President John Mahama has urged Ghanaians to be compassionate towards the ex-inmates of the Guantanamo prison who have been transferred to Ghana by the United States of America.
The two, Mahmud Umar Muhammad Bin Atef and Khalid Muhammad Salih Al-Dhuby who arrived in Ghana last week after 14 years at the hardcore prison in a radio interview said they are thirsty for peace and want to live a normal life in Ghana.
Ghanaians have generally called for their relocation. The Christian Council of Ghana and the opposition New Patriotic Party have also kicked against their presence in the country, saying they pose a major security threat to the oil-producing nation.
Speaking to Journalists Tuesday, President Mahama said the inmates pose no threat to the country since they would be strictly monitored.
“They were put in the lowest risk in Guantanamo…they were never tried, they were never charged and they were never convicted.
“As Commander-in-Chief of this country I will not take any decision that would jeopardize the safety of any Ghanaian…we must look at the side of compassion, I am a Christian and the Bible teaches us to be compassionate to prisoners and these people were not even convicted and so where is our Christian compassion for people,” President Mahama added.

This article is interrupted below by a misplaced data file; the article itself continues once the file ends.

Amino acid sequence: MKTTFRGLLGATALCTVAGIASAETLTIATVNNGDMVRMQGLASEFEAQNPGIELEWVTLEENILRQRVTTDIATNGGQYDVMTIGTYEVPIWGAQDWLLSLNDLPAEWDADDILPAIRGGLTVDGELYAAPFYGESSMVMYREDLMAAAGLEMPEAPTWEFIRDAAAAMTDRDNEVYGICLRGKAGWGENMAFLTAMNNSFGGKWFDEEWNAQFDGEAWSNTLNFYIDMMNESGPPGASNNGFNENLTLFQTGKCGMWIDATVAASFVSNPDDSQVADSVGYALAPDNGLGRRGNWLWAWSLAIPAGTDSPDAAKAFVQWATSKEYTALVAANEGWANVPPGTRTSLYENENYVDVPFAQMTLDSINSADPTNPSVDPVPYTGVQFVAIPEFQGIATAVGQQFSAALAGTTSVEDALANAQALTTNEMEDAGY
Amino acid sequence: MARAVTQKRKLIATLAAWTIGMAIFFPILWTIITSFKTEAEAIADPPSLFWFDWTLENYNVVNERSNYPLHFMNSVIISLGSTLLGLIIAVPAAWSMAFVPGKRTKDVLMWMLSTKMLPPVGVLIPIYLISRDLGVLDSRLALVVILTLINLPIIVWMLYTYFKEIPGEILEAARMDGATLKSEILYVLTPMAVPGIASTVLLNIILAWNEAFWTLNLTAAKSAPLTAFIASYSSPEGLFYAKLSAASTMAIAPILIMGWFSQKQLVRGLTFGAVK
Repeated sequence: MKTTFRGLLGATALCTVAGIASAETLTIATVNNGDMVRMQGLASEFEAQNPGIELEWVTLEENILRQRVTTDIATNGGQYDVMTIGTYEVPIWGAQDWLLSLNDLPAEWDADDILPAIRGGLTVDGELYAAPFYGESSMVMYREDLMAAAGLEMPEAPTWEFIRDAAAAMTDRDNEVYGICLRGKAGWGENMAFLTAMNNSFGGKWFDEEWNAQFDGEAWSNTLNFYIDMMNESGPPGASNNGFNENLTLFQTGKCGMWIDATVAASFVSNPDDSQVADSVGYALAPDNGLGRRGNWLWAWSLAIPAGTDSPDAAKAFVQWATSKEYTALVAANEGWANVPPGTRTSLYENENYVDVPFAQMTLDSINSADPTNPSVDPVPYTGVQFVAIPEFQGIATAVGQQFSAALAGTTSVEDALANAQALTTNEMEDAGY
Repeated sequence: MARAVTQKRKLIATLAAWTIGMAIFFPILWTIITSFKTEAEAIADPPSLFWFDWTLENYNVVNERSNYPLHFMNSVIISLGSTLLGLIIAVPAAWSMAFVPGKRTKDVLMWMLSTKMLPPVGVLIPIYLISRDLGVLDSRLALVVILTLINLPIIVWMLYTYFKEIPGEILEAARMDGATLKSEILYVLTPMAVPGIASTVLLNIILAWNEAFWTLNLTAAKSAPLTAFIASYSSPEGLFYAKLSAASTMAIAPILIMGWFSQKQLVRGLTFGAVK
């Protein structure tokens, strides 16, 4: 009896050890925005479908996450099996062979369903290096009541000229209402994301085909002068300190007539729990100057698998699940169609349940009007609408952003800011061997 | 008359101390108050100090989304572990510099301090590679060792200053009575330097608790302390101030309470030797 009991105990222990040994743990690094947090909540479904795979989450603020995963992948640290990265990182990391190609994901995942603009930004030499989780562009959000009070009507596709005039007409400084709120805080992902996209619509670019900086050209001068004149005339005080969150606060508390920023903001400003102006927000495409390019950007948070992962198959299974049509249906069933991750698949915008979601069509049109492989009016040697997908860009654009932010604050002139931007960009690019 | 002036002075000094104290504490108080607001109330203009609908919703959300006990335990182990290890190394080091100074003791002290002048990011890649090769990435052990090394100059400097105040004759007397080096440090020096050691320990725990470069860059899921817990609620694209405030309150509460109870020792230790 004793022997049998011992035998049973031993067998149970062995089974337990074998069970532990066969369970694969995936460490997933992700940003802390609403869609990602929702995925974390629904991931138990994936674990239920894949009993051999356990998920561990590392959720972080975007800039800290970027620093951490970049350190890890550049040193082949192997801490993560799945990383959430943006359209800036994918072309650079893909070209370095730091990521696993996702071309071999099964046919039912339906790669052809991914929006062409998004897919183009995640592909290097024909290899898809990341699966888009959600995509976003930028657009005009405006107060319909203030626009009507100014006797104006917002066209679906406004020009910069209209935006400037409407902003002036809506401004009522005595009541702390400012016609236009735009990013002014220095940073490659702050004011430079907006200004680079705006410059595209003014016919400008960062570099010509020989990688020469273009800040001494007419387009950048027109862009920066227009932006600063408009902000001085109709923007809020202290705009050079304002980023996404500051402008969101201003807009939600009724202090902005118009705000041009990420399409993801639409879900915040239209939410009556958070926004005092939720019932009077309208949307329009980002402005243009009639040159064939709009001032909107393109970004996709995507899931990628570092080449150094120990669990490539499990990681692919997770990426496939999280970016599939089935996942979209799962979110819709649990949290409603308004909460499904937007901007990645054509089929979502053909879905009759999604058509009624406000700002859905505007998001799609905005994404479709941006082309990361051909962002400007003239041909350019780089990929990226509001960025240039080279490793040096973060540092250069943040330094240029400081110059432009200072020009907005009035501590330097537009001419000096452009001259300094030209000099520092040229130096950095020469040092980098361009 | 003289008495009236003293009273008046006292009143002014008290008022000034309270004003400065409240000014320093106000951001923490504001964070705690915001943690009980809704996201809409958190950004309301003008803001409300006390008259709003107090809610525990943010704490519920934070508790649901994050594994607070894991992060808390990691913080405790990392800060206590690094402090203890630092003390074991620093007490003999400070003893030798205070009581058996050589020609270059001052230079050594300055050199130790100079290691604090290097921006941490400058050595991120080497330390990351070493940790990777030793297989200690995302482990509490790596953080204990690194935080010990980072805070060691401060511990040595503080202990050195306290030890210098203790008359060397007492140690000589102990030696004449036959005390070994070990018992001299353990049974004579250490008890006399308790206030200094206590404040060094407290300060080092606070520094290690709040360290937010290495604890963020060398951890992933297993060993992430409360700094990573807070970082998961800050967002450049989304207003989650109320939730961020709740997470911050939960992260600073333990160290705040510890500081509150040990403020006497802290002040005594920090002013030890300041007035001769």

President Mahama added Ghana decided to accept the inmates of Guantanamo after extensive security checks by national security operatives.
No Monetary considerations
The President also strongly dismissed widespread claims that his government received money in exchange for the transfer of the ex-inmates of Guantanamo.
“There is no monetary considerations…so what they are saying on social media that I collected 300 million is absolutely untrue.”
According to him, the decision to accept them was purely based on the relationship between Ghana and the United States.